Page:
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Left wing political activism played a role in the revolutionary year of 1917, of course, but it was only one of many factors.Finally, we can dismiss the idea that Russia lost the war due to military failures, for the Russian army fought badly really only at a few moments.

Some ventured the proposition that the revolution that toppled the throne and eventually resulted in a communist dictatorship was due to Russian backwardness.More to the point, even the large battlefield setbacks did not spell defeat.As the German Chief of the General Staff, Erich von Falkenhayn (1861-1922), complained, the “East gives nothing back.” German military victories did not translate into political gains.None of those plots had anything to do with the roiling rebellion that actually occurred.Secondly, as we shall see below, by the time that the communists did successfully launch a revolution, in October of the same year, the war effort was already in free fall.In truth, Russian foreign policy makers had been wrong-footed quite often by events in the Balkans in recent years.

In 1912, Serbia, Montenegro, Greece, and Bulgaria had created a “Balkan Alliance” to pursue their mutual interests on the peninsula.

Russia’s industrial infrastructure did shudder at the start of the war, leading to debilitating weapons shortages in 1915, but by the end of 1916 it had recovered so quickly that Russia was out-producing German munitions makers. Given the long history of the Russian revolutionary movement and the eventual success of the Bolsheviks, it made sense to connect the dots and to see revolutionaries as authors of the Revolution.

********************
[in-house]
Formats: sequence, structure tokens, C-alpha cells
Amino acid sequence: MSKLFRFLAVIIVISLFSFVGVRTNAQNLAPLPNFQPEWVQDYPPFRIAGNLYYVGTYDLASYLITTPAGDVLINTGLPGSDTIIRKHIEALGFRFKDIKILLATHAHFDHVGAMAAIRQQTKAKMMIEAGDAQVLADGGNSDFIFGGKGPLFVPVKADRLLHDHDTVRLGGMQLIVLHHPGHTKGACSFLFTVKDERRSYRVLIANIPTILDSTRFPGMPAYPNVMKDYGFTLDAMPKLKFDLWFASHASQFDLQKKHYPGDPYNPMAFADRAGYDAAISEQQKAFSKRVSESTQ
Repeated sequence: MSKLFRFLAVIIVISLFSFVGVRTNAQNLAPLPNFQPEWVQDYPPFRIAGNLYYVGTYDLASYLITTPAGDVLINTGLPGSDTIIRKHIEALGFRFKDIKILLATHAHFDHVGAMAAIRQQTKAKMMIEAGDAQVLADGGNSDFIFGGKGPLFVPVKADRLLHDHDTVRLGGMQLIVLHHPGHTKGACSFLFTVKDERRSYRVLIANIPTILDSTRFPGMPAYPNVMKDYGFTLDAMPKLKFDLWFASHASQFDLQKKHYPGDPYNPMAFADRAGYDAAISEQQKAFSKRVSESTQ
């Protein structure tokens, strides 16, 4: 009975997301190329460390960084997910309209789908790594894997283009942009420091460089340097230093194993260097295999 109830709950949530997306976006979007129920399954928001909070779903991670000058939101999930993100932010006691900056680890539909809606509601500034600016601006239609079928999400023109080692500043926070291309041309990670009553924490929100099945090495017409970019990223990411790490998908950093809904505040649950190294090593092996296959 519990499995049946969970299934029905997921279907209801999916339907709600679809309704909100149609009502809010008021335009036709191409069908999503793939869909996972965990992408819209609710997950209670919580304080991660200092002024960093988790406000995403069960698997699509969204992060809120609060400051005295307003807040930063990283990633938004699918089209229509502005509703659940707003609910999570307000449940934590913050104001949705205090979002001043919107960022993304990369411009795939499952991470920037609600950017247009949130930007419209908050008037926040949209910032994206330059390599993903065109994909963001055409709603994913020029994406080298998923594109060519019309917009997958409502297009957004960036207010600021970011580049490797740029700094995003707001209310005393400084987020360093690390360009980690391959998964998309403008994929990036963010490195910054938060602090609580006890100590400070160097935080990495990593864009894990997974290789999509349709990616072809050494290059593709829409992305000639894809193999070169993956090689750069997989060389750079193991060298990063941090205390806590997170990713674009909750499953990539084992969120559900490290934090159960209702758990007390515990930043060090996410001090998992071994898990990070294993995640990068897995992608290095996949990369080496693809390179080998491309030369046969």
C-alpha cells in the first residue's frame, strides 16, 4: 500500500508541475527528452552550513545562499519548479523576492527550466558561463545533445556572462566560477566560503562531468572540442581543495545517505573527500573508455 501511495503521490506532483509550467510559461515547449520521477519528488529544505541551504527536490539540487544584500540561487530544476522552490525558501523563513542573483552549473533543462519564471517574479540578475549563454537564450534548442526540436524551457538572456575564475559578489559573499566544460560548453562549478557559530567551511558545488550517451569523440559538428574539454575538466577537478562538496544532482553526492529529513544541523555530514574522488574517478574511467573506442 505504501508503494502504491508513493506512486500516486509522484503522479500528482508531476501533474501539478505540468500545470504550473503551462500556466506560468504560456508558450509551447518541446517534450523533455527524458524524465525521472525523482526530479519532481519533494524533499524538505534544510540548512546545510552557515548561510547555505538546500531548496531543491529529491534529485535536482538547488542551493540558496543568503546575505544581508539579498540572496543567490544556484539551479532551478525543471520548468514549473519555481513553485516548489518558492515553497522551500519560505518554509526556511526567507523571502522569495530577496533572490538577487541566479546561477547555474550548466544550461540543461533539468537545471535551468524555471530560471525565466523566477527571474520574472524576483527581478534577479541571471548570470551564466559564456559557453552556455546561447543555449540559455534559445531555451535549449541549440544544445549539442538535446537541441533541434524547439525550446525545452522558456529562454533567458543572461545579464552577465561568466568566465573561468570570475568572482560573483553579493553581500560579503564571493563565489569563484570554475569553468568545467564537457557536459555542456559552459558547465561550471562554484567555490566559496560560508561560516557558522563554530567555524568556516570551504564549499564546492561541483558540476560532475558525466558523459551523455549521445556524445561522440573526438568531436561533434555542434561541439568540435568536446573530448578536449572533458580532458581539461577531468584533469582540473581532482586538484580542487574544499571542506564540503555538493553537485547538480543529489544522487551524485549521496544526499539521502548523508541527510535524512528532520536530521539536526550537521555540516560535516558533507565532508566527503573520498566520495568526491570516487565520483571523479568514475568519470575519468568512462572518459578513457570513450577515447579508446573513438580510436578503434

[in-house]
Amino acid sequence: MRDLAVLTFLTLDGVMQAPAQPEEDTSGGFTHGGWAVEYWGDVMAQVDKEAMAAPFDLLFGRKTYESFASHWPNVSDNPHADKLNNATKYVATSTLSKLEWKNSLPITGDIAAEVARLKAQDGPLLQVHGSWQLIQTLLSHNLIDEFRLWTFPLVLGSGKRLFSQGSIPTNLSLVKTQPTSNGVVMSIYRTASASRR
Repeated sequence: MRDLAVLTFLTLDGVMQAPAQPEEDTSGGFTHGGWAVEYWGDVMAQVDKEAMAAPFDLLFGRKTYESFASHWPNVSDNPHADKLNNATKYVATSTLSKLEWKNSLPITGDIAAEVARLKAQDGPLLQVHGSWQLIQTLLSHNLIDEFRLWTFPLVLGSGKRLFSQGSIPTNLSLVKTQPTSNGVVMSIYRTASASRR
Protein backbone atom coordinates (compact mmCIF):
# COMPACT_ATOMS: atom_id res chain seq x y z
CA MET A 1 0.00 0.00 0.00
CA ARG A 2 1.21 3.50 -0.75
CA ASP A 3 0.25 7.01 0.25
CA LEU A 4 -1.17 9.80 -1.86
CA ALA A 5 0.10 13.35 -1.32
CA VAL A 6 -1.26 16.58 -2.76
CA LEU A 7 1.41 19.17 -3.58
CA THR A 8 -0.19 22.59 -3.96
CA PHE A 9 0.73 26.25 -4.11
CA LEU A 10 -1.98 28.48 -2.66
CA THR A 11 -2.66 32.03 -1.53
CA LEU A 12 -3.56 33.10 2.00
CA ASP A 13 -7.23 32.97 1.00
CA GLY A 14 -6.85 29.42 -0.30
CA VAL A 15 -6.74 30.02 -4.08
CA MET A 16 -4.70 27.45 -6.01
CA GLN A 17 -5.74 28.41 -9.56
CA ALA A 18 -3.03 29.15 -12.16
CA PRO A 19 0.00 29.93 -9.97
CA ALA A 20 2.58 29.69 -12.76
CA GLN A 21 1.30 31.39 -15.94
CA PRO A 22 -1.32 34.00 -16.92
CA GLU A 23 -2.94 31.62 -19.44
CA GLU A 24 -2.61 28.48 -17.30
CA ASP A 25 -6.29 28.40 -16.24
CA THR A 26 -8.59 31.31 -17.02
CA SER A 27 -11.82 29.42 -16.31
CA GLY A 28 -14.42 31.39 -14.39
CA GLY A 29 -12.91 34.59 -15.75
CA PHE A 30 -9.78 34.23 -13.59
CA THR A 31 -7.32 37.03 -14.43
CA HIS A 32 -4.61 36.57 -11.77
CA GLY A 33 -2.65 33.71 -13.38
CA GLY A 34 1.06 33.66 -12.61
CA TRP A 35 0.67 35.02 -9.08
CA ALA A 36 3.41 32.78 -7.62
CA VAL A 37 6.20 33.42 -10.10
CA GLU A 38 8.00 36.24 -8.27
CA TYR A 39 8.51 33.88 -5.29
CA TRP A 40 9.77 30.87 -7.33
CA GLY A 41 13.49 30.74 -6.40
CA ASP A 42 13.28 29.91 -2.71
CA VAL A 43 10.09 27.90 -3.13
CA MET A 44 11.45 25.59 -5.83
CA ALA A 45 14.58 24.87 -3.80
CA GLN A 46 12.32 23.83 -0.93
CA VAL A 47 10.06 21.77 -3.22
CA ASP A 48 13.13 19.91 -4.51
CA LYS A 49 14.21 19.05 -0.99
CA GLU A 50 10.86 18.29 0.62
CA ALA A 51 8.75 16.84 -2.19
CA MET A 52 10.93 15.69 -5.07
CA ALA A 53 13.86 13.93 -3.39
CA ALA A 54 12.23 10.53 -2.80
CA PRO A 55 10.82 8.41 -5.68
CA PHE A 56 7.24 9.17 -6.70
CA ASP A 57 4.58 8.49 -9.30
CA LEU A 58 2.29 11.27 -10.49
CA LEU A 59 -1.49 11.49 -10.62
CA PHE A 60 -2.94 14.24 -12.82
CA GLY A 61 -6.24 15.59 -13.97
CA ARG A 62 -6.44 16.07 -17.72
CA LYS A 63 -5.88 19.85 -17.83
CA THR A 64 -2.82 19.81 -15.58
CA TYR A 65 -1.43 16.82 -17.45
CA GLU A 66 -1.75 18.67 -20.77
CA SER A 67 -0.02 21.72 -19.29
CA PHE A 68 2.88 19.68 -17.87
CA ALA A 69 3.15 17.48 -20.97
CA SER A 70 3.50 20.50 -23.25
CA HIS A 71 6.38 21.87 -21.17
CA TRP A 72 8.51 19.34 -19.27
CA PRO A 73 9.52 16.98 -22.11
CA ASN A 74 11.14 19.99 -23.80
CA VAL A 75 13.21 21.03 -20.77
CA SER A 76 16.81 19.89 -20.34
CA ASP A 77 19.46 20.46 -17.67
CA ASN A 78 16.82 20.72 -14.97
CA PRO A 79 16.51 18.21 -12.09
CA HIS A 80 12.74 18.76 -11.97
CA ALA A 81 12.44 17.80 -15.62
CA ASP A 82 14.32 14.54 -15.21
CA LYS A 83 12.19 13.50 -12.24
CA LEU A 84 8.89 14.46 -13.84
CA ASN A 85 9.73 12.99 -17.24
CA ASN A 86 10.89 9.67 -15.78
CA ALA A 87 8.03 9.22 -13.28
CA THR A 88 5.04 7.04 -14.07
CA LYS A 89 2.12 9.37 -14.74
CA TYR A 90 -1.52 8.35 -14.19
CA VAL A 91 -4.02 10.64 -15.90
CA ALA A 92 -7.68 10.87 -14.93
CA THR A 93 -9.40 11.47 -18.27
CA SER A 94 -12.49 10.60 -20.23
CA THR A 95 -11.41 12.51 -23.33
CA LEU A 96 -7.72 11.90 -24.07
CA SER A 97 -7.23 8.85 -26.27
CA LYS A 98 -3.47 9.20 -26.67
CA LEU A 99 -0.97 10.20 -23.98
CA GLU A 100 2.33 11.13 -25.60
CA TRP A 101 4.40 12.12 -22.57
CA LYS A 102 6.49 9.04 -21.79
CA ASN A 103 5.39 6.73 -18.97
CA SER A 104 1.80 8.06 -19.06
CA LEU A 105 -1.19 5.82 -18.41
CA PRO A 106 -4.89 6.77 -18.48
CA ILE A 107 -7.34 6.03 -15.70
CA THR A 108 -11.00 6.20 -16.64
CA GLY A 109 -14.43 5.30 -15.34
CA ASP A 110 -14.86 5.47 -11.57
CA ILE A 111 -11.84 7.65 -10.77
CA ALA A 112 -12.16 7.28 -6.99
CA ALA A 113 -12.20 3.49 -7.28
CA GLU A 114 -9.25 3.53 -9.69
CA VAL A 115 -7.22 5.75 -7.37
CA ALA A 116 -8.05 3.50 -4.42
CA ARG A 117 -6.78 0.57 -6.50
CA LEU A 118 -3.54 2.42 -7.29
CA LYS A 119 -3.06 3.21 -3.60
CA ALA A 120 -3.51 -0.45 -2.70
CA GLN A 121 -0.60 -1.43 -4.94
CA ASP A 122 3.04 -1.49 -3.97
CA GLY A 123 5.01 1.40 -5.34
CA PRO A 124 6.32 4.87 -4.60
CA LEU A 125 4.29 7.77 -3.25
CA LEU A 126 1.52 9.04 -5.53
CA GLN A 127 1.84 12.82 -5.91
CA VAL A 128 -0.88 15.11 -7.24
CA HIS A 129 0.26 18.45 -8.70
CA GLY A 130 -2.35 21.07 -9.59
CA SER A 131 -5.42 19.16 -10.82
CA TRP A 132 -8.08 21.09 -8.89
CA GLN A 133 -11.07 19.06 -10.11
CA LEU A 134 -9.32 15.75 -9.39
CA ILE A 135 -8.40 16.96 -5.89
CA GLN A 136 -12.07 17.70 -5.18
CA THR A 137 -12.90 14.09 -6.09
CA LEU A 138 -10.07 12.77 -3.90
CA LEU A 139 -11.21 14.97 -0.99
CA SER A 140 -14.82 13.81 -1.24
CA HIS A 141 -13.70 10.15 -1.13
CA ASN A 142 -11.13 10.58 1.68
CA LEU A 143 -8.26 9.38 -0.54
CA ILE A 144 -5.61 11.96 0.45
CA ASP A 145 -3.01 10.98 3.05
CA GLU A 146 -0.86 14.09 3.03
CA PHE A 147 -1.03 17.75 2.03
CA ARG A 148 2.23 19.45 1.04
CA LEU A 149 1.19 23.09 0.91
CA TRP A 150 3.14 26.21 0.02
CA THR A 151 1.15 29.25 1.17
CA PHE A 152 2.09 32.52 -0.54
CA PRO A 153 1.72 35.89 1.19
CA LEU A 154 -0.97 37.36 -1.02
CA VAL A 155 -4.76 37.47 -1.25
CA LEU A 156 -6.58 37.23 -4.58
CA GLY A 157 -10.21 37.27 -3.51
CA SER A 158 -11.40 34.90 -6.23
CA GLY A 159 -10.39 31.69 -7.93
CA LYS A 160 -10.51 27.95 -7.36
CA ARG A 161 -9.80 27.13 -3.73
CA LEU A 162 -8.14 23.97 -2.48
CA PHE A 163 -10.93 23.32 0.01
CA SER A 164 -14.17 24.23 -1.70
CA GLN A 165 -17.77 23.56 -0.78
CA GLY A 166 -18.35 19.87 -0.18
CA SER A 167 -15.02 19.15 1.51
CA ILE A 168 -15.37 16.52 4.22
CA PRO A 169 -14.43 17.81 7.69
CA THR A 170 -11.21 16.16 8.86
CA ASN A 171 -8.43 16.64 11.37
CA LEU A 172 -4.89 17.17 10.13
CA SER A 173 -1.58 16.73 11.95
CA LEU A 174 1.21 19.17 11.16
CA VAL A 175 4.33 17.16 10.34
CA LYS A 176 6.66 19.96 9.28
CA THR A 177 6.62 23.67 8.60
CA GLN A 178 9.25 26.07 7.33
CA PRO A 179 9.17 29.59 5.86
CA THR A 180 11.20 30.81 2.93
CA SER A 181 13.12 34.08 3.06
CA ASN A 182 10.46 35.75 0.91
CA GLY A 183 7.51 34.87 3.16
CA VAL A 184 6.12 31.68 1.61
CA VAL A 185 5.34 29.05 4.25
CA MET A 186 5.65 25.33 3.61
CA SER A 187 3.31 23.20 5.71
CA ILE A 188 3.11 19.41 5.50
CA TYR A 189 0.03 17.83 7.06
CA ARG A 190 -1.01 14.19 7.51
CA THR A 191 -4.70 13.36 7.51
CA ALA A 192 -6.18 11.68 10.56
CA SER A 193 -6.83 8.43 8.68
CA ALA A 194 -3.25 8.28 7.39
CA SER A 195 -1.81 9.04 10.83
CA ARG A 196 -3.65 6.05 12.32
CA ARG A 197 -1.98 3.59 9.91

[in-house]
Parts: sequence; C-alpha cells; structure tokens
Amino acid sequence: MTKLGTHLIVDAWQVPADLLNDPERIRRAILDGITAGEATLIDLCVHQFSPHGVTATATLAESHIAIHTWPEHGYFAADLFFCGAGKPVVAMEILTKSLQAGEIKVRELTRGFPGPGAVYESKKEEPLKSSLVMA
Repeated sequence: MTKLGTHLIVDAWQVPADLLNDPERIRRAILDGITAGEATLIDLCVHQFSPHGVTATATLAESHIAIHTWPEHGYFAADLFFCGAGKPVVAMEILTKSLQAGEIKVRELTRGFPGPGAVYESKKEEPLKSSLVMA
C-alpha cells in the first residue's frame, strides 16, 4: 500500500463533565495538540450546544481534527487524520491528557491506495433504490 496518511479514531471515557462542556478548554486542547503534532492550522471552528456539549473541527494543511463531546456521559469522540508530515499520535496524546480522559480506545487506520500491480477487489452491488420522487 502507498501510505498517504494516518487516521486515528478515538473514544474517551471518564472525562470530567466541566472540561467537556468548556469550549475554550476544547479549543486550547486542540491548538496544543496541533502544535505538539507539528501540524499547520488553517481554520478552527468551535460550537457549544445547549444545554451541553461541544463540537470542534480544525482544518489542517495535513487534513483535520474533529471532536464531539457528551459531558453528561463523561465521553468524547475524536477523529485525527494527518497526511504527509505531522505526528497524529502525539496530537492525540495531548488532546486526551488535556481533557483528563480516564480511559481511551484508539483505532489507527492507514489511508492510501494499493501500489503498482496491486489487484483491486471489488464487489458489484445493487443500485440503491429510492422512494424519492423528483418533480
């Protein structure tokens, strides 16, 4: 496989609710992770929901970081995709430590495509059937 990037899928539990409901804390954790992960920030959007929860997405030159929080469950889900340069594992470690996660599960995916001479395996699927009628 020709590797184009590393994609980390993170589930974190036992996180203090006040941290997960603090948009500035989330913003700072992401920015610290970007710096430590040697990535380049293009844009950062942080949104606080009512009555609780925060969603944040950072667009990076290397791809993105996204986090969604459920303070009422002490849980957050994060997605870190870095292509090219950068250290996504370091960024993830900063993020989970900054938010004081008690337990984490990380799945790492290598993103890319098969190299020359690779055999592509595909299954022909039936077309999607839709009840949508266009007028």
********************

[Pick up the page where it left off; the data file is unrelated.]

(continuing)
Nevertheless, few scholars give much credence to a straightforward thesis of subversion.

With a depleted and weary army, Pašić wanted no part of a fight, and the Russians also recognized that the time was not right for aggression.

They had just funded a “Great Program” of military expansion that would not bear fruit for several years, and they had no desire to start a war on their own initiative.

Russia, in his view, was not only undefeated, but was perhaps undefeatable in operational terms. That is the question that the following brief narrative of military campaigns, and political and social change seeks to answer.